These cars were reasonably capable off-road, though the lack of power made them quite slow on any surface. This is a 1.5-liter 3A-C SOHC straight-four, rated at 62 horsepower and 76 pound-feet (probably more like 55 horsepower at Denver’s elevation).

Murilee Martin

The curb weight of this car was a wispy 2290 pounds and so it wasn’t nearly as pokey as, say, a Rabbit Diesel, but I’ve owned several 1983-1988 Tercel Wagons and I can say from personal experience that they require a great deal of patience on freeway on-ramps.

Murilee Martin

I can also say from experience that the Tercel Wagon obliterates every one of its anywhere-near-similarly-priced competitors in the reliability and build-quality departments. This one made it to a pretty good 232,503 miles during its career, and I’ve found a junkyard ’88 with well over 400,000 miles on its odometer.

Murilee Martin

The air conditioning added $655 to the price tag, or $1874 in today’s dollars. This one has an aftermarket radio, but SR5 4WD Wagon buyers for 1986 got a pretty decent AM/FM radio with four speakers as standard equipment. If you wanted to play cassettes, that was $186 more ($532 now).

Murilee Martin

The Tercel went to a third generation during the 1988 model year (both the second- and third-generation Tercels were sold in the United States as 1988 models), becoming a cousin of the Japanese-market Starlet and getting an ordinary engine orientation in the process. The 4WD Wagon went away, to be replaced by the Corolla All-Trac Wagon. The 1996 Tercel ended up being the last new car available in the United States with a four-speed manual transmission, by the way.

Murilee Martin

These cars make fun projects today, though finding rust-free examples can be a challenge.

***

Check out the Hagerty Media homepage so you don’t miss a single story, or better yet, bookmark it. To get our best stories delivered right to your inbox, subscribe to our newsletters.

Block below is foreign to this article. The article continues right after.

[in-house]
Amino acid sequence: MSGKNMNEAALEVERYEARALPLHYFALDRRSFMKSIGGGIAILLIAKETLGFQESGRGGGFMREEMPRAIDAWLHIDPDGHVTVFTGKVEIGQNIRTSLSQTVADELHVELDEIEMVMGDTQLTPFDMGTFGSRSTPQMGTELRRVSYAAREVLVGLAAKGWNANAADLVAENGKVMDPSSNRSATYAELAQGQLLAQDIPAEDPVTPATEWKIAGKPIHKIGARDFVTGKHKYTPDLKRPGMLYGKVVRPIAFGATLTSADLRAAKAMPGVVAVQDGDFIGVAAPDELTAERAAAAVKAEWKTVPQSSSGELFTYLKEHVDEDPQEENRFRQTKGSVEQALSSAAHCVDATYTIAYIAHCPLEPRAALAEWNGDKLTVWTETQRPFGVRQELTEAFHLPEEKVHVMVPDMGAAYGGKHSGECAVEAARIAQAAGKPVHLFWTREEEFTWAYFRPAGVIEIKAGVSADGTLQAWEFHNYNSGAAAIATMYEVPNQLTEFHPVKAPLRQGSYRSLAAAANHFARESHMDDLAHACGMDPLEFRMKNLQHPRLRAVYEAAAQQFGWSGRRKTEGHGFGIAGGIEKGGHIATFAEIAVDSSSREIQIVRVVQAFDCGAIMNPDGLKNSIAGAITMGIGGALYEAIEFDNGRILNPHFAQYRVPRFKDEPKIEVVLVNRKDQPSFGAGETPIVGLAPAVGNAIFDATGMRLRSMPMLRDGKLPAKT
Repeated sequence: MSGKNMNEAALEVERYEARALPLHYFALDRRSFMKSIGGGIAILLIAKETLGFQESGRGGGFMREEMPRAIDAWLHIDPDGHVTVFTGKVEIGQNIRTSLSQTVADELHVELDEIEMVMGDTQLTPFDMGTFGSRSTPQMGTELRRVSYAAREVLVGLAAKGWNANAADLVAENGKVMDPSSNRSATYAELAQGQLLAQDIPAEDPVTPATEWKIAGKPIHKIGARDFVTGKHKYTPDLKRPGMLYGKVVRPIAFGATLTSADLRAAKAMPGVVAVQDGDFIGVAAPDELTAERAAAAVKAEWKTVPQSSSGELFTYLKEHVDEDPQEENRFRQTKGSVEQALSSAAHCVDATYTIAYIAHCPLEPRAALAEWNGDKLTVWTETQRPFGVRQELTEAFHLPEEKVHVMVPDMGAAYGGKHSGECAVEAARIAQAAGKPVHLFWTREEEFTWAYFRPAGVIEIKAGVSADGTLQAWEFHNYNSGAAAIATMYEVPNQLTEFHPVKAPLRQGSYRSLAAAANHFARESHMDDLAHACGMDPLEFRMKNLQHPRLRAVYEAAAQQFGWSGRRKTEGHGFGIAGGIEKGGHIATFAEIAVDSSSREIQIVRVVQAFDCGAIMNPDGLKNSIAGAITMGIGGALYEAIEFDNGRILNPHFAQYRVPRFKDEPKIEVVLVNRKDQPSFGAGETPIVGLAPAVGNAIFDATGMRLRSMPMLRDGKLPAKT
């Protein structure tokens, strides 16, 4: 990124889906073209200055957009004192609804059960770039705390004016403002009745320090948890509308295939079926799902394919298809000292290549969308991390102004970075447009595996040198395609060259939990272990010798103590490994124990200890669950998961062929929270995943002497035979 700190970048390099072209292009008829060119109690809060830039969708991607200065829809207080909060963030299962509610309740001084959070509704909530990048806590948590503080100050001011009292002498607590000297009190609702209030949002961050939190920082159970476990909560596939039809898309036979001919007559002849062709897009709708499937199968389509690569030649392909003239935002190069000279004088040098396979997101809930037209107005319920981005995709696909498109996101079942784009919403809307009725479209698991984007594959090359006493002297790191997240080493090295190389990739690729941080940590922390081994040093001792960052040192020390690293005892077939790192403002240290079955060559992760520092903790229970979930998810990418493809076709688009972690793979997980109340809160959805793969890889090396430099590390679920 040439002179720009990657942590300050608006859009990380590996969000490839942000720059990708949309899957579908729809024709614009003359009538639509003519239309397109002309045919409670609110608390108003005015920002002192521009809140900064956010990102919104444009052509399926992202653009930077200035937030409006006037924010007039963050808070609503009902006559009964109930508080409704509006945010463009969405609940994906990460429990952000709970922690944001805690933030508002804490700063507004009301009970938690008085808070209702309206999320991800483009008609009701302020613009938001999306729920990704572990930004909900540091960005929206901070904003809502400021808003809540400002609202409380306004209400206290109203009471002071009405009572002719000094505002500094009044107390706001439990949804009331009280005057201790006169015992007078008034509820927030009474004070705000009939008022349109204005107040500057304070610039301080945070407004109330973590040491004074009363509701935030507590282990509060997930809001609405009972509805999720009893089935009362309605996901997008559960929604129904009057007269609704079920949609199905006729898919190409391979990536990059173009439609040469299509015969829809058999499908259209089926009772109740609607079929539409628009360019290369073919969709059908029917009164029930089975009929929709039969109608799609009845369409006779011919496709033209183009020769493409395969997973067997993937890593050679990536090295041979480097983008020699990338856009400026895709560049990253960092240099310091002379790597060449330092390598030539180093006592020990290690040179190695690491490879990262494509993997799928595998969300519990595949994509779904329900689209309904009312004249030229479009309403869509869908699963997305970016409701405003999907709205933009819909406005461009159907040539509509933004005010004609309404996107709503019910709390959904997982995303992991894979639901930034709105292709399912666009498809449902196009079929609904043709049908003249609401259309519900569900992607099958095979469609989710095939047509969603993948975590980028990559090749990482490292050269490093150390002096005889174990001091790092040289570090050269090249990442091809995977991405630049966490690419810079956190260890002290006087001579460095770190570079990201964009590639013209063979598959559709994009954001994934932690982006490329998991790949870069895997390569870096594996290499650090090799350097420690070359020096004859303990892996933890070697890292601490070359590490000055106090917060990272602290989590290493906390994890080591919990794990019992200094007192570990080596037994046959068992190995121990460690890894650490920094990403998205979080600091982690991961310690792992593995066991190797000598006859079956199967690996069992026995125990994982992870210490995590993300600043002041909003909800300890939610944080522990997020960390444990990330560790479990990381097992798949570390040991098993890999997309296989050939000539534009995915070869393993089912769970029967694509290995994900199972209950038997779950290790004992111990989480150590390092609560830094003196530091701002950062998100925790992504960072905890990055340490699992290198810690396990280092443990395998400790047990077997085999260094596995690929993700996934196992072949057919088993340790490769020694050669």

Read next Up next: What Part(s) Of A Car Still Make No Sense?

Comments

    These things were go anwhere bullet proof vehicles. They just ran and ran. The bodies however rusted to death in all the salt loving states in the winter. 80’s Toyota’s did not live well in Chicago body wise. We had a ’86 Toyota van that was doing awesome but the body was becoming quite “holey” with rust.

    The Majorette die-cast replica of the Tercel 4WD (#273, 1/55 scale, in metallic green) that I had in the 1980s used to be one of my favorite toys.

    if the undercarriage looked no worse than the body exterior, what a shame to see this car in your article. with a lotta elbow grease, it could even be a decent 50 footer. alas, i can’t save ’em all… : (

    I had 2 of these ’86 SR5’s in the day. One my dad bought brand new & I drove until it died & liked it so much I found another. Was a blast to drive in the snow! Kinda miss them. Both of mine ate front CV joints (RF IIRC). They’d start making noise & give plenty of warning that new ones were needed. Was just a cost of owning one & easy to change.

Leave a Reply

Your email address will not be published. Required fields are marked *